Workers had to be brought in too; the factories wouldn't have kept running without female and black workers. A lot of shipbuilding is skilled work, so was unionized, and the federal government spent a lot of the war negotiating and litigating some of the unions into accepting black workers. The compromise position of the Boilermakers Local 6, for instance, was that black workers would have to join and pay dues to an auxiliary, but would not be full members. Some unions -- maybe the ones in less skilled fields? -- already had black and Asian members.
I don't remember anything about the women being in the union, or not, and can't find it on reskimming. There is a black woman in headscarf and welder's helmet smiling through a raw porthole; 'it was Hitler "that got us out of the kitchen."', says the caption.
Now, one of these things is not like the others: Richmond, Oakland, Hunters Point, Sausalito. The whole Bay Area apparently got a lot of its black population during the late war, but left them last-hired first-fired, and since Oakland at least was already a rough town one can see how all the displacement and unemployment was hard to absorb. But at least Oakland had been a city to start with; Sausalito barely was.
The wartime housing at Marin City had tiny houses and terrible drainage, but some self-government, some of which was staunchly integrationist; but the war wasn't over before Sausalito and Marin City got into a fight over school-board representation, which eventually led to Marin City being appended to Sausalito as public housing, not it seems very happily.
One happy inheritance is the enormous building for the US Army Corps of Engineers Bay Model, an enormous actual model -- fresh and salt water in recognizable channels -- of the Bay and the Delta and some other bits, with clever hydrological tricks to get the scaling to come out right. The tours are a heap of nerdy fun; also, if I remember correctly, the model was vital in thwarting a megalomaniac plan to dam Suisun entirely to, I dunno, freshen up the Delta. Something.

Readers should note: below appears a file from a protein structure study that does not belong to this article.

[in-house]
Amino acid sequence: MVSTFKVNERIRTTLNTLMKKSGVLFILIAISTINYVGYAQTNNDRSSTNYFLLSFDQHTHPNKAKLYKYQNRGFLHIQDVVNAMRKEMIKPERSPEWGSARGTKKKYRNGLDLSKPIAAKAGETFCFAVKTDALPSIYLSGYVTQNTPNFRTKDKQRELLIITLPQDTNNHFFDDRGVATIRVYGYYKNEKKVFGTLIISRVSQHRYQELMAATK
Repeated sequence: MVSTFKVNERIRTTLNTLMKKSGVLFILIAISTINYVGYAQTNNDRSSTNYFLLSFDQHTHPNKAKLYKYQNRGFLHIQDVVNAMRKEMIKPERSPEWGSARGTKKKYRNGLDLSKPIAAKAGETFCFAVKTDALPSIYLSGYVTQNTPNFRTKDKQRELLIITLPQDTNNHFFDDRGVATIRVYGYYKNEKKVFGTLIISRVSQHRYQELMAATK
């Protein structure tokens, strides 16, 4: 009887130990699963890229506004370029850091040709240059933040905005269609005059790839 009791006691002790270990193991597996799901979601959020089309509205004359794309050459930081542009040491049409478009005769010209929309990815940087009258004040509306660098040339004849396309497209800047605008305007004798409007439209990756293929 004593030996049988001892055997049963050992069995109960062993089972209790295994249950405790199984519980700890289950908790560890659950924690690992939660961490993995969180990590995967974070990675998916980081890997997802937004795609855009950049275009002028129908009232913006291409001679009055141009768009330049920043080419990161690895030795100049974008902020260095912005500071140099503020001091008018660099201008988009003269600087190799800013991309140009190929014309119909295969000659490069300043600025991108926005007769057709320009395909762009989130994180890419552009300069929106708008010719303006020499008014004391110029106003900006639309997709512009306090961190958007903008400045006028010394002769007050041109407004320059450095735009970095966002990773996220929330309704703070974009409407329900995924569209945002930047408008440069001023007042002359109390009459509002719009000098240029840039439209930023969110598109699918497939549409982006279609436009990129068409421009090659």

Find in a Library: Marinship at War
The literal connection to shock therapy is grimly elegant; and if you become too sad to read the whole book through, do try the Conclusion, "Shock Wears Off".
Find in a Library: Shock Doctrine
Find in a Library: Late Victorian Holocausts
"A Popular History of Trolleys, Streetcars, Buses, Elevateds, and Subways"
Pretty much an anorak take on the subject; lots of details of how successive transit vehicles were built (lots of excellent illustrations), some details of economic and legal development, and a general assumption that history is for the best in this best of all possible worlds. The copyrights are 1941 and 1960, but 1960 was probably a renewal; the final chapter "Transit in the Modern Age" has nothing later than 1941.
Here's a detail for Seattle and Portland, or anywhere else that had more snow than plows this winter, and disagreement over whether that was dreadful planning:
Nobody had ever thought of removing snow from the public streets until the horse-car came along. Then it had to be done so that the wheels would stay on the rails. This, however, interfered with sleighing. In Boston, the Mayor and Aldermen solved the problem by forbidding the street-railway companies to clear the tracks at all so long as sleighing was good. The companies could operate passenger sleighs, they said, and charge the same fare as on the cars, but the snow had to remain on the tracks until it melted away of its own accord.
Find in a Library: Fares Please!
The New York Times is currently running good cheap winter recipes (not calling for saffron or a charming little Beaujolais, for instance). My favorite so far has been the cabbage and lentil stew; the only issue I have with it is that it's not much food as written. The smallest cabbage I found was more than twice as much as is called for, and you don't want to cook extra cabbage, because it earns its terrible reputation when overcooked or reheated. However, the lentil part of the recipe is easy to double, and the second half of the cabbage will keep in the fridge for a day or two.